Regarding artists and their relation to goodness, it occurred to me that a better correlation might be:
Those who explore human action/moral matters should have some notion of the good.
Those who produce artefacts should have some notion of the beautiful.
A writer is an artist and, when treating of human actions (as opposed to documenting history/etc.), is dealing with characters who either believe that what they do is good/evil or with a character who rejects the notion of good itself and uses some other valuation system for determining action.
But if the author himself is ambivalent, it may do him a disservice when trying to capture a moral dilemma and full range of human responses/emotions. Which isn't to say that the author denies the phenomena of a dilemma (emotions, thought-processes, etc.), but he might not appreciate the soul-gripping-depths of those straddling heaven and hell.
I'm not sure if I'd assert that the atheist-turned-religious (or vice-versa) would be *best* able to put into words the whole-spectrum of characters in world-with and world-without God (which seems entailed from the above).
Maybe it's only that those with experience write about things in a way that resonates more with others who have had the same experience and perhaps authors might have enough imagination/sympathy to surmount the difficulty. Men write about women, women about men, saints about sinners, sinners about saints. By necessity, writers treat of characters who do and say things the author would never do or say, or hold positions the author himself would never dream of espousing. But being-woman or being-close-to-God yields a writing with familiarity, I'd imagine.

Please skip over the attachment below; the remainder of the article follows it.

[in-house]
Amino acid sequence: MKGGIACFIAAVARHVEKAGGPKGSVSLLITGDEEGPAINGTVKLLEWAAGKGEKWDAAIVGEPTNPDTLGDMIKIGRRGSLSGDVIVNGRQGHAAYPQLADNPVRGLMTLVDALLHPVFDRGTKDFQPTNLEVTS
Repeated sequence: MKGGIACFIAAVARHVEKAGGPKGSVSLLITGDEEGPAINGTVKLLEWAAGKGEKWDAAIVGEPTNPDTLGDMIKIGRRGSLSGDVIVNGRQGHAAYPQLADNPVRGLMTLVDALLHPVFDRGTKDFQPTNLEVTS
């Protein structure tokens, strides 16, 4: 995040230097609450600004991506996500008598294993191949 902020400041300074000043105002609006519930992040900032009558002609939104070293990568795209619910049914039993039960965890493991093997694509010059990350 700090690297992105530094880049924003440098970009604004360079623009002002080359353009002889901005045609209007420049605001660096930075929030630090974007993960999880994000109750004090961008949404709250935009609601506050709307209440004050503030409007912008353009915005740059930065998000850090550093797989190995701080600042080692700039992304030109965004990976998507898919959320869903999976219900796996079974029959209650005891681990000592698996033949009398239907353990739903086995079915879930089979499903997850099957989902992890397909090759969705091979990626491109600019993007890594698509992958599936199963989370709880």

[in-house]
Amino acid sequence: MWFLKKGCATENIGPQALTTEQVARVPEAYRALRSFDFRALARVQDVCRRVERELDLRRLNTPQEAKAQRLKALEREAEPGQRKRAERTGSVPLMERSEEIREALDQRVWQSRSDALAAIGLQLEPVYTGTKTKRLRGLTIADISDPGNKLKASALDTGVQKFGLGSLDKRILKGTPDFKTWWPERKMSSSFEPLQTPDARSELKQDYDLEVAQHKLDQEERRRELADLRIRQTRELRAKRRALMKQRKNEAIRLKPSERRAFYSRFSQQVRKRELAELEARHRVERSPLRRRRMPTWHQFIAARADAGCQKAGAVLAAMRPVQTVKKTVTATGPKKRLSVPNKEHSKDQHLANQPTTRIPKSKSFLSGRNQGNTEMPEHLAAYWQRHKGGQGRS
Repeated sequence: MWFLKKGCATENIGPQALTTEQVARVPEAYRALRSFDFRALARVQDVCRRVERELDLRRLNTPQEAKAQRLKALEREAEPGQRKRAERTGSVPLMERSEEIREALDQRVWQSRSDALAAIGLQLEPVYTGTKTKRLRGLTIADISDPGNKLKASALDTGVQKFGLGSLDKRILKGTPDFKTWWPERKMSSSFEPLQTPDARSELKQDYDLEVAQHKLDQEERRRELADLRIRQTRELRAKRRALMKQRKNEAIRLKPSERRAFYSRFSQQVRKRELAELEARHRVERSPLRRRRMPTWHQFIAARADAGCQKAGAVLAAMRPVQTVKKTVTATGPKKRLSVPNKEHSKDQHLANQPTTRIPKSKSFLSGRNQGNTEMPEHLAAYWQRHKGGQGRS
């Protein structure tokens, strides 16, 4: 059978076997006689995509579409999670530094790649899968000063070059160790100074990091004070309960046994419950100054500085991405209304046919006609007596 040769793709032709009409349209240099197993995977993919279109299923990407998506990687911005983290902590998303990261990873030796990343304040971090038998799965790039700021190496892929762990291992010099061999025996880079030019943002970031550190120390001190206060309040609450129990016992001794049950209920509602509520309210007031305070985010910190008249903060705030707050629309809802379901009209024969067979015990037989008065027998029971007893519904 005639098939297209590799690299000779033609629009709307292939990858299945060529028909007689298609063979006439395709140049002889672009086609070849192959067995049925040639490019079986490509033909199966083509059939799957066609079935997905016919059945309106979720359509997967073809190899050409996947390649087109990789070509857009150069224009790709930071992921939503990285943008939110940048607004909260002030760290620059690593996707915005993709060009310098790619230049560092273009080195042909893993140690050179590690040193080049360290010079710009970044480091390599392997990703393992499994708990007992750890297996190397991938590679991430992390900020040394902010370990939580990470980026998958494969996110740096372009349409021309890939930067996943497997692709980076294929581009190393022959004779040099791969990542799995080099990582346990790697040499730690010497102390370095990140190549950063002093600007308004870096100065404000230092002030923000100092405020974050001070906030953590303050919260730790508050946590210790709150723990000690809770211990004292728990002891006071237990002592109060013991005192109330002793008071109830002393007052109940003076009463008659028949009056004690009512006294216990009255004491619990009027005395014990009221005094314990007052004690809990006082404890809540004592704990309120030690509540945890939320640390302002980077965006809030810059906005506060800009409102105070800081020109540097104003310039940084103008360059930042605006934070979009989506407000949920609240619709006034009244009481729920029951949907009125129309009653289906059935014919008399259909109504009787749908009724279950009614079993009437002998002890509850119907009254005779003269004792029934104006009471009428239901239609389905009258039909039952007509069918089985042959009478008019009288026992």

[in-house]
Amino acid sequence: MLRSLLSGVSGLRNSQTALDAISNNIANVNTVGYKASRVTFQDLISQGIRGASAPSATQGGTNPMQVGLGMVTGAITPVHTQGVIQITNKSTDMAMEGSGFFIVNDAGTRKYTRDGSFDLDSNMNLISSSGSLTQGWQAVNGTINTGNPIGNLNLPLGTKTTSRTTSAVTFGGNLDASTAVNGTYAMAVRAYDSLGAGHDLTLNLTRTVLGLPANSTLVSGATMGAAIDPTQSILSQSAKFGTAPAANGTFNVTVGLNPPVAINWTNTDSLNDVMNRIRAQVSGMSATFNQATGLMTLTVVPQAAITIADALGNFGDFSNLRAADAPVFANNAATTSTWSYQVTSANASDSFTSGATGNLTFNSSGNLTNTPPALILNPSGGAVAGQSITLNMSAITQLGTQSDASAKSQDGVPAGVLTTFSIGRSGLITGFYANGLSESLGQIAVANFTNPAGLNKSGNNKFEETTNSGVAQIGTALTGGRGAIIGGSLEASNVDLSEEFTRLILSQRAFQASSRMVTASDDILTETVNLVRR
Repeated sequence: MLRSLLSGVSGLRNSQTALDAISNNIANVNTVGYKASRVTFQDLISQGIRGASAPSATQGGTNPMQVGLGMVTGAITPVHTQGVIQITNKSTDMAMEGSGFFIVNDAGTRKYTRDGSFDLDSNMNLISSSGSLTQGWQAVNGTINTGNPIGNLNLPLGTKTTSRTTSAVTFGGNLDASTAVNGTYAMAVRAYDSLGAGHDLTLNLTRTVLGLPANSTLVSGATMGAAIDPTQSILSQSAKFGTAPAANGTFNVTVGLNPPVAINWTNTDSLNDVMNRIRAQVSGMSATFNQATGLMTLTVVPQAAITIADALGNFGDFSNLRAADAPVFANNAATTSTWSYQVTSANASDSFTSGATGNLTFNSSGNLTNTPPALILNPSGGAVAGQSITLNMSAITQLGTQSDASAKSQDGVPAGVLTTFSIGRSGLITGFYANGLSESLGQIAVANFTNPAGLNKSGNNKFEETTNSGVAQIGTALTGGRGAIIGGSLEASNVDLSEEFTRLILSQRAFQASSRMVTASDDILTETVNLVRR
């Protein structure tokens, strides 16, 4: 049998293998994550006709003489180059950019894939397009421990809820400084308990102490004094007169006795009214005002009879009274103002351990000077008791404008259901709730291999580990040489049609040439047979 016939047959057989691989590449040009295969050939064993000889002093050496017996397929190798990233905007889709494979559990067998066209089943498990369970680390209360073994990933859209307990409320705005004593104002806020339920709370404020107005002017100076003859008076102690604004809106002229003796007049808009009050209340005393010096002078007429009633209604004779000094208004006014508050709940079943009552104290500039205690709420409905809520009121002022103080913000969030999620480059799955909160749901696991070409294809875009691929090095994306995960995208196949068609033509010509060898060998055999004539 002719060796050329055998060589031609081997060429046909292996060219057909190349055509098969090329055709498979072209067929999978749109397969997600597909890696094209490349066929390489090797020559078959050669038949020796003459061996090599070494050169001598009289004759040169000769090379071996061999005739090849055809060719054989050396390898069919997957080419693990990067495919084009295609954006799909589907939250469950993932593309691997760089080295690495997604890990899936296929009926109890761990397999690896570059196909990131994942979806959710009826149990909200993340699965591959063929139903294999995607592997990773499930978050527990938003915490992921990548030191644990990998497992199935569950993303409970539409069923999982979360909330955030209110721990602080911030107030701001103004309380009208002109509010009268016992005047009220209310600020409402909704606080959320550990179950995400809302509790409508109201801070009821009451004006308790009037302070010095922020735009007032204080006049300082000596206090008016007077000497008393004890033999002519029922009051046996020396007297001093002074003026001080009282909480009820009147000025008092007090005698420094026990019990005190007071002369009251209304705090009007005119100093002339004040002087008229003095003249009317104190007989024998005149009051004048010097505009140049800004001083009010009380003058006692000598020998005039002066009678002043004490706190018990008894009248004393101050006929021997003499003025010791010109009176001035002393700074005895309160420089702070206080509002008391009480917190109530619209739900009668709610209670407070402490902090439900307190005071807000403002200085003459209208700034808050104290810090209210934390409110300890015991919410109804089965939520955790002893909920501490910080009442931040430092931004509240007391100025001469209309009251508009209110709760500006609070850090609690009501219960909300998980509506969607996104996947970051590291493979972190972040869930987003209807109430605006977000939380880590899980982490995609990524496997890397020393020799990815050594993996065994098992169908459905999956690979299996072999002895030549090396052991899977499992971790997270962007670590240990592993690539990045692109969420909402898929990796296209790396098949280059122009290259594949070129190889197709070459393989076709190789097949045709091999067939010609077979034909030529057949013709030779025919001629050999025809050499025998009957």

So perhaps it's sufficient to say that the author with experience of good and evil (which every human has) and a notion that these forces (though I hate to call evil a force -- evil is lacking and impotent) operate in human lives. And leading a life of virtue, having an eye to the good, might make one more sensitive to that, to those little reverberations of the soul, to its architectonic yearning for something beyond and greater. If you have an eye to the evil, eventually even good becomes tainted and all motives turn into ulterior and selfish ones - even the man who desires beatitude would be scoffed at as having the ultimate selfish desire.
BUT this only serves to make me more confused in my mind. Clearly, I am not precisely qualified to construct a bridge between morality and art though I'm sure it's there and want to read more on it.
As to dancers and painters, I likewise think a correlation exists between a notion of the beautiful and their ars (and in my sleep-lacking state I'm imagine two people yelling at each other 'IT'S EITHER YOUR ARS OR MINE!'). not quite sure, yet, about this correlation, since a brief dip into notions of beauty reveals a split between transcendental, metaphysical, and aesthetic beauty and their relation to works of art. So, at most, for now, I'll hazard only that *some* notion of beauty is beneficial for an these artists to have. And that beauty does not equate with pretty.
[If there are any recommendations for a direction to pursue in this respect, I'm all eyes.]